Due to the financial crisis in 2008, Citigroup (C) was forced to sell off assets in order to rebuild its capital ratios and to pay down TARP borrowings. On January 13, 2009, Citigroup and Morgan Stanley (MS) announced that the firms had decided to merge each firm's brokerage business into a new joint venture called Morgan Stanley Smith Barney LLC. Citigroup contributed its Smith Barney brokerage for $2.7B in upfront cash and a 49% stake in MSSB, while Morgan Stanley contributed its Global Wealth Management Group (the key business in that division was its retail brokerage operations). As part of the deal, Morgan Stanley had the right to steadily increase its ownership stake in the JV and was looking at acquiring total control around 2014 or 2015. On June 1, Morgan Stanley exercised its right to increase its ownership stake in the JV from 51% to 65%. Citigroup had valued MSSB at $22B while Morgan Stanley naturally valued it at a much lower price. To settle this difference, Perella Weinberg was called upon to provide an independent valuation of MSSB. Considering that Perella Weinberg's Founding Partner Joe Perella was an executive of Morgan Stanley from 1993-2005, we think Citigroup should have asked for a more independent firm to value MSSB. On September 11, Perella Weinberg announced that it valued MSSB at less than $15B. Despite the fact that Citigroup will incur an impairment of $2.93B on MSSB, we modeled the impairment in our August report on Citigroup and were expecting a larger impairment.
Morgan Stanley Smith Barney LLC was formed on June 1, 2009, and so far it has not performed in the manner that we were expecting it to. In 2008, legacy Morgan Stanley generated $1.15B in pre-tax operating income in its Global Wealth Management Group. Despite the addition of Smith Barney to form MSSB, MSSB's 2011 pre-tax operating income was only $1.28B. MSSB's H1 2012 revenue declined by 2% versus H1 2011 levels; however, the firm saw its pre-tax operating profit increase by 18% on the strength of cost cuts in compensation and other operating expenses.
Source: Morgan Stanley's last four earnings releases
While Citigroup will incur a $4.7B pre-tax asset impairment ($2.93B post-tax), at least it wasn't the $6B post-tax impairment that it was looking at if Morgan Stanley's $9B bid was accepted. Citigroup will be receiving $1.89B from Morgan Stanley and will be transferring 14% of its 49% interest in MSSB to Morgan Stanley. It has been confirmed at Morgan Stanley will be dropping the Smith Barney from Morgan Stanley Smith Barney and will rename the venture Morgan Stanley Wealth Management at a later date. While it is a disappointment that the valuation of Morgan Stanley Smith Barney LLC has been set at $13.5B by Citigroup and Morgan Stanley, at least this will avoid the knock-down drag-out tussle that Citigroup and Morgan Stanley had been heading towards with regards to controlling the unit.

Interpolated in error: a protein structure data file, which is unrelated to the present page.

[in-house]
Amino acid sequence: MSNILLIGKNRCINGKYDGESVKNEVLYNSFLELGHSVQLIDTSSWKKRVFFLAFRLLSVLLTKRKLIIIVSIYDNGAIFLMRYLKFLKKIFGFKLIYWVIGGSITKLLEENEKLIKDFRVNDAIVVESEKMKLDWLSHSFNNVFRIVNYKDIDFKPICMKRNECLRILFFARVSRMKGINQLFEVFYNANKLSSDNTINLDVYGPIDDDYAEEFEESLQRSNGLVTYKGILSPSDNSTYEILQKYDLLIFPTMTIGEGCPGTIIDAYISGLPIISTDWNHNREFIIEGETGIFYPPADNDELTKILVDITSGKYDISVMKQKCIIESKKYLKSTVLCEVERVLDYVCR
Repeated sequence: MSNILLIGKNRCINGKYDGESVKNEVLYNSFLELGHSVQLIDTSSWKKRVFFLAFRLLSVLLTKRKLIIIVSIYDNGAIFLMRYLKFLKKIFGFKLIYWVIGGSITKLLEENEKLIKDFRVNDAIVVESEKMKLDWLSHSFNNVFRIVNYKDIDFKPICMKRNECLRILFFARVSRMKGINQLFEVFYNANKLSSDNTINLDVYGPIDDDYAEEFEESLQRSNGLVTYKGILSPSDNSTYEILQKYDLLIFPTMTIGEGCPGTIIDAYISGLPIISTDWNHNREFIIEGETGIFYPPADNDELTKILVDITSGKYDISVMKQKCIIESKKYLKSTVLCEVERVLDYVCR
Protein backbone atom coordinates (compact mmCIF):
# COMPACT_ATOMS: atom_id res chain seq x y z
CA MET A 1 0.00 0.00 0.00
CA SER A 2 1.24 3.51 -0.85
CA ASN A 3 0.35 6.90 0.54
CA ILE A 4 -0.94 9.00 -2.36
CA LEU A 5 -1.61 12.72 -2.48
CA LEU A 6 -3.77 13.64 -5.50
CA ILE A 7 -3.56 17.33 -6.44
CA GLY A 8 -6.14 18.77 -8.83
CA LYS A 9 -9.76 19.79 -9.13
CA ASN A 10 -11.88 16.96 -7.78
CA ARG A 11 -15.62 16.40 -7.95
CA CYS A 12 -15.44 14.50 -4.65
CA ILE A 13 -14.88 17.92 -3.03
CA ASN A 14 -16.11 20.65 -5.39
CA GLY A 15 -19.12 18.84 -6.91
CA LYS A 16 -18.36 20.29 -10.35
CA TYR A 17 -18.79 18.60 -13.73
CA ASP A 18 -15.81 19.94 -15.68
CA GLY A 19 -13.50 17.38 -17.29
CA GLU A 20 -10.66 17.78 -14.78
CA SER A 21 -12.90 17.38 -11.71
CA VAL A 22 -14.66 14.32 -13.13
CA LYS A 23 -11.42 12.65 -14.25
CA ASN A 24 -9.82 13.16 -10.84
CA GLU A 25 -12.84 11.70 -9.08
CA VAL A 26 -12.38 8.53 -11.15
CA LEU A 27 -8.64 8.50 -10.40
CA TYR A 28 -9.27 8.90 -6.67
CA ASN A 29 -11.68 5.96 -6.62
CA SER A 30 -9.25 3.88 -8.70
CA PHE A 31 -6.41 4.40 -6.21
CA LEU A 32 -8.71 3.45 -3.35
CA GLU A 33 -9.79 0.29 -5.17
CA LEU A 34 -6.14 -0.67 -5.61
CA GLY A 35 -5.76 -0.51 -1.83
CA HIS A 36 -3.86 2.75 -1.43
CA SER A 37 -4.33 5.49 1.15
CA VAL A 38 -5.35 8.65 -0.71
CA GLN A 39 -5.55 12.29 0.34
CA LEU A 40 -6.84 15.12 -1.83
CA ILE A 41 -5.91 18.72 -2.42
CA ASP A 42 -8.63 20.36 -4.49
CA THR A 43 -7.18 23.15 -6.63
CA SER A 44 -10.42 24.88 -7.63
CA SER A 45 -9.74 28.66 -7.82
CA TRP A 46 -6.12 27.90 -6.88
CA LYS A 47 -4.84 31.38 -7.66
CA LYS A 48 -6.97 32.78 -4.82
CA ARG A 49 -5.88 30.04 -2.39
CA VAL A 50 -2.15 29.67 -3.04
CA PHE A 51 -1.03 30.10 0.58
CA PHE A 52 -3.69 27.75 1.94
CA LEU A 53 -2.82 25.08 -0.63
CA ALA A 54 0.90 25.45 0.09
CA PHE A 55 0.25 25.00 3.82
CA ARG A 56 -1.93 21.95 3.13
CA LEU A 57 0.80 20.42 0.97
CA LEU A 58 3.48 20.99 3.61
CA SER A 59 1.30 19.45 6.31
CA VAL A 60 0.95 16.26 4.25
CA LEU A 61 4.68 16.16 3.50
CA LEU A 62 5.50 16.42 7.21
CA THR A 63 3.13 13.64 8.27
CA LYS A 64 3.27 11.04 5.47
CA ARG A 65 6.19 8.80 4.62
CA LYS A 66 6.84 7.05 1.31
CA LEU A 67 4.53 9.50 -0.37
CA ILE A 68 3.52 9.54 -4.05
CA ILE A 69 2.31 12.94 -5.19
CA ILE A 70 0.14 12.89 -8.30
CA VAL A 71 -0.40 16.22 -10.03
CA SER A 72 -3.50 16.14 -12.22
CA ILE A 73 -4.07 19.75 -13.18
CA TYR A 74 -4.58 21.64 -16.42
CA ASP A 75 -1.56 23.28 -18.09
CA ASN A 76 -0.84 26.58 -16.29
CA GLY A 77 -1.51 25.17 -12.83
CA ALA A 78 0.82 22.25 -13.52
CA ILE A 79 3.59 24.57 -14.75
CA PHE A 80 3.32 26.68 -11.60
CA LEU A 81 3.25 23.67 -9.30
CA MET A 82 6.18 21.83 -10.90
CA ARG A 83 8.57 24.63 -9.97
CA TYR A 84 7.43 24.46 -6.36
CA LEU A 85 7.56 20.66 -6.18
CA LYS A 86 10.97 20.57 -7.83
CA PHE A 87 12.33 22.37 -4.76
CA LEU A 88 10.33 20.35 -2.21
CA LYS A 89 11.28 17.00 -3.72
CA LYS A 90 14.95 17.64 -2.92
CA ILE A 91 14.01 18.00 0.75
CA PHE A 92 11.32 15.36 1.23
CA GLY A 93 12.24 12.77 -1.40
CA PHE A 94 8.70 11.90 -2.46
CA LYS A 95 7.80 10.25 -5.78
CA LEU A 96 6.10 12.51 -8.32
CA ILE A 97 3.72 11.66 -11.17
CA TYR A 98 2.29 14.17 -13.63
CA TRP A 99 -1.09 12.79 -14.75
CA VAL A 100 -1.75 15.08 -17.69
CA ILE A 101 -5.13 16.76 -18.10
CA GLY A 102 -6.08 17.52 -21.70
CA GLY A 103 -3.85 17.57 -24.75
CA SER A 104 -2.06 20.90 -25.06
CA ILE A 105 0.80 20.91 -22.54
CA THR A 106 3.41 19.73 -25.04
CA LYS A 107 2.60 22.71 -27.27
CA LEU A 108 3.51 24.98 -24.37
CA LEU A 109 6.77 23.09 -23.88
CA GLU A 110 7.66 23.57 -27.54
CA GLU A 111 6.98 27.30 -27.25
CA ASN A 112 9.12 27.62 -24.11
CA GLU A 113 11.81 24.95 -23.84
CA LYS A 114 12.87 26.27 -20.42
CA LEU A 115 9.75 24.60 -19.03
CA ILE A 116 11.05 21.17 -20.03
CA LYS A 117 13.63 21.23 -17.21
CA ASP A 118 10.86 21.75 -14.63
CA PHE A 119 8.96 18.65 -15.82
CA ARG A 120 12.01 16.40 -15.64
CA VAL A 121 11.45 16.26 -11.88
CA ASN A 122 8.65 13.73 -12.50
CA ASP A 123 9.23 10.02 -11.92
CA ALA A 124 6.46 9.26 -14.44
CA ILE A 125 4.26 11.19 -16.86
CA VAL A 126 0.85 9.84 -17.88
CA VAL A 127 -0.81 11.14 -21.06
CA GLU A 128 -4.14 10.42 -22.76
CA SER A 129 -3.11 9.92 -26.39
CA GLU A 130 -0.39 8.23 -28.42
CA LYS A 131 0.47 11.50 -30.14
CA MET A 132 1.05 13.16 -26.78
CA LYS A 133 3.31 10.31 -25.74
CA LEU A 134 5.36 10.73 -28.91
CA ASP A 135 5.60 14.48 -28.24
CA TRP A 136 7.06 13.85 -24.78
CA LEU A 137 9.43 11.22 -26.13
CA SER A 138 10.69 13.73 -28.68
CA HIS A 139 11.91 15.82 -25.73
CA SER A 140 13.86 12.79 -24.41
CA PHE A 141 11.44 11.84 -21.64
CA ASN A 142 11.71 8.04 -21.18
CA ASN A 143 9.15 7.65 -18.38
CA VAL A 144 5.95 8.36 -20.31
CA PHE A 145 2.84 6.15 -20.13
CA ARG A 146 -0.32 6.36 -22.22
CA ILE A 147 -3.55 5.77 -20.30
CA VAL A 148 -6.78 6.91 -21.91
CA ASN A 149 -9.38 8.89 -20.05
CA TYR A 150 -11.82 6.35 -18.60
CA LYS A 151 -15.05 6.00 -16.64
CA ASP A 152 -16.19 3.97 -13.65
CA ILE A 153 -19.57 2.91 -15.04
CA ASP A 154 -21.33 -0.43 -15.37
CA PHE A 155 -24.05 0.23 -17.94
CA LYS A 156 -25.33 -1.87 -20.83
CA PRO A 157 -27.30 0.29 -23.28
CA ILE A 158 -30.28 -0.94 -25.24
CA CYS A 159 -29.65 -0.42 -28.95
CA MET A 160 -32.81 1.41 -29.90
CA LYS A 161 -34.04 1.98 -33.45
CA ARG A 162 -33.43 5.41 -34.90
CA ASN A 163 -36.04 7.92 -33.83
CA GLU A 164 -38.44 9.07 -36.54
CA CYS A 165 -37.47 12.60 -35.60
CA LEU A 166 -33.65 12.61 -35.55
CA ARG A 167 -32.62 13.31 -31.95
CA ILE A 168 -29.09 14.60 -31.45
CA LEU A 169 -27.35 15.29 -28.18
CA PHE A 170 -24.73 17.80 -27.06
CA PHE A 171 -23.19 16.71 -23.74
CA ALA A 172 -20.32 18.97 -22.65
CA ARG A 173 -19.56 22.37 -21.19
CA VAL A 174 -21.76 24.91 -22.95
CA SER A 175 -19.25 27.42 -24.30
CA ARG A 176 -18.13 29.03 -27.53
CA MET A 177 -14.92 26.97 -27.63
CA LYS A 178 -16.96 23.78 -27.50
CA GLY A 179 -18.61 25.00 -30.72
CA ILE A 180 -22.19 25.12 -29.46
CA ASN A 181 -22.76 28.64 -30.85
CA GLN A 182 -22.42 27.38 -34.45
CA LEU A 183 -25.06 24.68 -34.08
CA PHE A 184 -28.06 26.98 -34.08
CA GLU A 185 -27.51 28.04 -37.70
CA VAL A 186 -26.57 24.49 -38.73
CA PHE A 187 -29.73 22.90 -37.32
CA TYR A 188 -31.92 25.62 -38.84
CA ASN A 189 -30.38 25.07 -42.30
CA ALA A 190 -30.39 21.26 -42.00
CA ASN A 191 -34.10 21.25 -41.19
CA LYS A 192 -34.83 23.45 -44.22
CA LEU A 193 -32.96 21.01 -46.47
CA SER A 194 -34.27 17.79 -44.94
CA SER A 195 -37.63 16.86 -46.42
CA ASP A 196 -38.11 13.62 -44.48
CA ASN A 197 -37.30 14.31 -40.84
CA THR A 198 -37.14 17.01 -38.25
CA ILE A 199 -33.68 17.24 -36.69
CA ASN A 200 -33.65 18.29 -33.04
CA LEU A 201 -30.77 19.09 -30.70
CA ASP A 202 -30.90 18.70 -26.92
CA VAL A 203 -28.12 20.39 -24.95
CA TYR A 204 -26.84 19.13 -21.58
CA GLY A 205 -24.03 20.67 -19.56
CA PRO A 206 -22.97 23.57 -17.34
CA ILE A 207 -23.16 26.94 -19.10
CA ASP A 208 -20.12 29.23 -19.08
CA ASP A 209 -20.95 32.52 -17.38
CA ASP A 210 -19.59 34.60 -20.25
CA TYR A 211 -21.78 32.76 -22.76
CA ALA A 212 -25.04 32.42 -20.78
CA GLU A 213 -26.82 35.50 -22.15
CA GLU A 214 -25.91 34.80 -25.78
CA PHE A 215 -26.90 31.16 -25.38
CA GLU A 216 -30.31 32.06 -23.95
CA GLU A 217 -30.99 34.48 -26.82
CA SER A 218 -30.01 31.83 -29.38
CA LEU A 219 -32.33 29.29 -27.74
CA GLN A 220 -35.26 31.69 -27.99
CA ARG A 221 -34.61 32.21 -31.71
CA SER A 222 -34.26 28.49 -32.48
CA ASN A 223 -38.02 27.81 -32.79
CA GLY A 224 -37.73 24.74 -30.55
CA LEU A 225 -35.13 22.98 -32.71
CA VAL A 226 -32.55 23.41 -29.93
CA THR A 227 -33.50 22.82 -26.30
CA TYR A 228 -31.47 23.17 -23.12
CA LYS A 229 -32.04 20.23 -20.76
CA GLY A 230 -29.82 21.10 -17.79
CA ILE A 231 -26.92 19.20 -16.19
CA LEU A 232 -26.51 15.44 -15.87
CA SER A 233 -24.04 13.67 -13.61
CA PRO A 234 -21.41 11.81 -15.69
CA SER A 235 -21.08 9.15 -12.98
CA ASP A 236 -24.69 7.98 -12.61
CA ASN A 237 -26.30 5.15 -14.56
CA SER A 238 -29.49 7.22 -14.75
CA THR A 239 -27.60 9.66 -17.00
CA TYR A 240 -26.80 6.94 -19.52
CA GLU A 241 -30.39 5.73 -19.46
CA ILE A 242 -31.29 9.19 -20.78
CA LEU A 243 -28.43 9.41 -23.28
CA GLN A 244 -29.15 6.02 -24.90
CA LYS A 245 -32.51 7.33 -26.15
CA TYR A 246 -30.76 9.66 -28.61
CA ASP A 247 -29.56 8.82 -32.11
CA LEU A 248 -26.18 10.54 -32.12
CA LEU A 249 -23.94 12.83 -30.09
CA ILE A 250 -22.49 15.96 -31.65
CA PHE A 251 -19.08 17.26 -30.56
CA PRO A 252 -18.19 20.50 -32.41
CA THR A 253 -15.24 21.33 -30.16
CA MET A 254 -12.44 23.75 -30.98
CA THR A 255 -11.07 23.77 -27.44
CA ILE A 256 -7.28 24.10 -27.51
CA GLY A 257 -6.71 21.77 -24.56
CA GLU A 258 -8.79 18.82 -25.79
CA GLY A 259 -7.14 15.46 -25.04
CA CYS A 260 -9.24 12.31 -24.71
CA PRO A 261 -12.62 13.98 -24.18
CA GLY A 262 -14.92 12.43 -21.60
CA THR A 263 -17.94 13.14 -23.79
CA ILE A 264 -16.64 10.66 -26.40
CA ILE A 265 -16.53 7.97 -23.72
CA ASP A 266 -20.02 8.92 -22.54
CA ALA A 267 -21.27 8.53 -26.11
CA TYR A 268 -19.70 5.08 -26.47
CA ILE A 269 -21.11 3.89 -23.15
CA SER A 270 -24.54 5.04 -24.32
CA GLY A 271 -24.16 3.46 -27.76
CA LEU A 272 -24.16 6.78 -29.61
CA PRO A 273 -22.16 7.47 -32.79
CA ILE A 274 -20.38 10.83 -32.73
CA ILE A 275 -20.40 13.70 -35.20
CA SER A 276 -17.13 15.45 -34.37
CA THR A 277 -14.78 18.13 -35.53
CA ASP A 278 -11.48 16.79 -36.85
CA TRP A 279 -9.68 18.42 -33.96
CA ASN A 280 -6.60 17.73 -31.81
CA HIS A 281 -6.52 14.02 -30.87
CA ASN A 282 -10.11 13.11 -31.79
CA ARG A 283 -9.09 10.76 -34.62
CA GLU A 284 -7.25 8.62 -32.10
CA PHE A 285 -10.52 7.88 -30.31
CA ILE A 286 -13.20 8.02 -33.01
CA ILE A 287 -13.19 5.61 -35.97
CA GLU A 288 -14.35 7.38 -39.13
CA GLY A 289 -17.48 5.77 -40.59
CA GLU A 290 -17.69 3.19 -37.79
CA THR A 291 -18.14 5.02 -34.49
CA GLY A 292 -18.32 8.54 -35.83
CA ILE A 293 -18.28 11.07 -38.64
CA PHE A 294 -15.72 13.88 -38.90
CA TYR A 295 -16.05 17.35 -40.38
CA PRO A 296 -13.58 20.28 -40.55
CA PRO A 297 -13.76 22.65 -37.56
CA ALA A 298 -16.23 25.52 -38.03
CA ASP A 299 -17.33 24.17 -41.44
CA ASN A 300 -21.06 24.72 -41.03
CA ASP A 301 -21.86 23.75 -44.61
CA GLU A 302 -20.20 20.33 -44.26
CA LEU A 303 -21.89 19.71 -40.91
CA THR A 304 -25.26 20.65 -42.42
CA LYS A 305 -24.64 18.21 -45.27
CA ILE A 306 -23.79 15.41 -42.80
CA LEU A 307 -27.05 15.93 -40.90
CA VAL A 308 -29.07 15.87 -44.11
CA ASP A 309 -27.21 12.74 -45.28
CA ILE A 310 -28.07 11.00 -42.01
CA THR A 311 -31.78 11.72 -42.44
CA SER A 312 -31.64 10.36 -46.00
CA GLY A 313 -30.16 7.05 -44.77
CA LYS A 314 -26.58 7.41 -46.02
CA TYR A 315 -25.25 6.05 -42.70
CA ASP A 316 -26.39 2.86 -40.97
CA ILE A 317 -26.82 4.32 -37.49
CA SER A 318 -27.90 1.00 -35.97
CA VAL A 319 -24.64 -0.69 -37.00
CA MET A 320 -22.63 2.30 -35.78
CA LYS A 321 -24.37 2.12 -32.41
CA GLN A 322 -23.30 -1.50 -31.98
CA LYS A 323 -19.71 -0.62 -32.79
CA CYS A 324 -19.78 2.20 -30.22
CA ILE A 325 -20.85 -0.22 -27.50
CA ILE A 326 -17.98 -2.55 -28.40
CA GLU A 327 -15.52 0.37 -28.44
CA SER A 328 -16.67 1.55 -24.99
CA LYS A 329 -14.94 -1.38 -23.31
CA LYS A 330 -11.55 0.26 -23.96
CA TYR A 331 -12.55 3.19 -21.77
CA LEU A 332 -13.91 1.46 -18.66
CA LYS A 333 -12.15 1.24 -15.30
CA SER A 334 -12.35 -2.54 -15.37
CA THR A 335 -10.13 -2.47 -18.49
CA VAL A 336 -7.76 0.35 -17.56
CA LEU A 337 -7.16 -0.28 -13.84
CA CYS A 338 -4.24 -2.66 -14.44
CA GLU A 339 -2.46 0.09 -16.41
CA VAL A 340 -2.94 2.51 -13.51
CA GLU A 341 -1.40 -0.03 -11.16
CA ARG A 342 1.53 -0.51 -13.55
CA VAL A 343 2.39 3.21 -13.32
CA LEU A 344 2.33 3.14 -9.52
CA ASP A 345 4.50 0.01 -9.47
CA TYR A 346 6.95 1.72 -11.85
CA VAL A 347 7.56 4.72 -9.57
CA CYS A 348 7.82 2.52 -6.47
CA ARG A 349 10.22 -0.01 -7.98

In a way, we were not surprised that Citigroup had long considered the Smith Barney unit to be a non-core asset. Despite the fact that Smith Barney was a large financial services company in its own right before Travelers Group merged with Citicorp, Smith Barney's importance to the new Citigroup was significantly lessened with the addition of Citibank. This was also exacerbated by Citigroup splitting Salomon Brothers off from Smith Barney and merging it with Citigroup's investment banking arm to form Citigroup Corporate & Investment Banking. The next transaction that reduced Smith Barney's size was the sale of Smith Barney's Asset Management operations to Legg Mason in exchange for Legg Mason's brokerage business. As Citigroup has shifted its focus away from investment management and advisory services and towards largest institutional operations like investment banking, corporate banking and transaction services, we can see why Smith Barney had become a non-core asset.
In conclusion, we are never happy to see our portfolio companies incur asset impairments especially on assets that have well-known brand names like (Morgan Stanley) Smith Barney. However, we are also aware of the fact that Citigroup's Minority Interest in MSSB is part of its Citi Holdings non-core bad bank assets. Citi Holdings is the business unit that holds all the assets that Citigroup is looking to unload. While Smith Barney was a gem of an asset when owned by Citigroup and its predecessors, the Morgan Stanley Smith Barney Joint Venture has not performed as well as everyone anticipated. Morgan Stanley's valuation victory is somewhat pyrrhic in that MSSB was supposed to be one of its star performers and to provide steadier performance relative to its Investment Banking unit. We were relieved that Citigroup would only incur a $2.93B after tax write-down rather than a potential $6B write-down if the unit was valued at Morgan Stanley's $9B bid. Now that the valuation of MSSB has been fixed at $13.5B, Citigroup will sacrifice potential upside if MSSB's fortunes improve. If MSSB's fortunes remain weak, however, Citigroup will deal with lower downside to the value of its remaining 35% interest. Citigroup will also take nearly $1.9B in cash for this asset and use it for core business operations.
Additional disclosure: This article was written by an analyst at Saibus Research. Saibus Research has not received compensation directly or indirectly for expressing the recommendation in this article. We have no business relationship with any company whose stock is mentioned in this article. Under no circumstances must this report be considered an offer to buy, sell, subscribe for or trade securities or other instruments.